I'm trying to use xargs in a shell script to run parallel instances of a function I've defined in the same script. The function times the fetching of a page, and so it's important that the pages are actually fetched concurrently in parallel processes, and not in background processes (if my understanding of this is wrong and there's negligible difference between the two, just let me know).

The function is:

function time_a_url ()
     oneurltime=$($time_command -p wget -p $1 -O /dev/null 2>&1 1>/dev/null | grep real | cut -d" " -f2)
     echo "Fetching $1 took $oneurltime seconds."

How does one do this with an xargs pipe in a form that can take number of times to run time_a_url in parallel as an argument? And yes, I know about GNU parallel, I just don't have the privilege to install software where I'm writing this.


Here's a demo of how you might be able to get your function to work:

$ f() { echo "[$@]"; }
$ export -f f
$ echo -e "b 1\nc 2\nd 3 4" | xargs -P 0 -n 1 -I{} bash -c f\ \{\}
[b 1]
[d 3 4]
[c 2]

The keys to making this work are to export the function so the bash that xargs spawns will see it and to escape the space between the function name and the escaped braces. You should be able to adapt this to work in your situation. You'll need to adjust the arguments for -P and -n (or remove them) to suit your needs.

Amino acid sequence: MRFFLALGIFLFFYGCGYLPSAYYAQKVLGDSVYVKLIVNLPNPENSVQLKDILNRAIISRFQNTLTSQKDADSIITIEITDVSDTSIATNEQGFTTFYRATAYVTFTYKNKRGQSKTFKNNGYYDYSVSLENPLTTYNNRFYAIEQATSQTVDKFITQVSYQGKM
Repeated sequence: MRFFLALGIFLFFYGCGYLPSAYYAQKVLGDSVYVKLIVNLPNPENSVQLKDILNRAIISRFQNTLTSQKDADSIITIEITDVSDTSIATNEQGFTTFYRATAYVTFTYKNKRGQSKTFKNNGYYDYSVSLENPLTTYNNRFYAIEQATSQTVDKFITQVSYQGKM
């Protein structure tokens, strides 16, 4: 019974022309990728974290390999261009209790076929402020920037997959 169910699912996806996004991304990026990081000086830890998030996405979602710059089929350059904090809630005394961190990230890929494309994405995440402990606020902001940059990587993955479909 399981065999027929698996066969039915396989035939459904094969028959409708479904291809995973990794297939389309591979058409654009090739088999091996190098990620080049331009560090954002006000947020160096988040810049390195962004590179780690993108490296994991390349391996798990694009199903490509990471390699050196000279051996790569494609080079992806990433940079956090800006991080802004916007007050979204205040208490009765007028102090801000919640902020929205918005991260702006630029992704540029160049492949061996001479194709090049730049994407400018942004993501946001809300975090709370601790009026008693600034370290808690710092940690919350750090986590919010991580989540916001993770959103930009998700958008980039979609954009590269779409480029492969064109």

You can probably get rid of the grep and cut. If you're using the Bash builtin time, you can specify an output format using the TIMEFORMAT variable. If you're using GNU /usr/bin/time, you can use the --format argument. Either of these will allow you to drop the -p also.

You can replace this part of your wget command: 2>&1 1>/dev/null with -q. In any case, you have those reversed. The correct order would be >/dev/null 2>&1.

  • 1
    I used xargs -P0 -n1 -I{} bash -c "f {}" which still works, and seems a little tidier. – Lee Netherton Aug 30 '11 at 16:32

On Mac OS X:

xargs: max. processes must be >0 (for: xargs -P [>0])

f() { echo "[$@]"; }
export -f f

echo -e "b 1\nc 2\nd 3 4" | sed 's/ /\\ /g' | xargs -P 10 -n 1 -I{} bash -c f\ \{\}

echo -e "b 1\nc 2\nd 3 4" | xargs -P 10 -I '{}' bash -c 'f "$@"' arg0 '{}'

If you install GNU Parallel on another system, you will see the functionality is in a single file (called parallel).

You should be able to simply copy that file to your own ~/bin.

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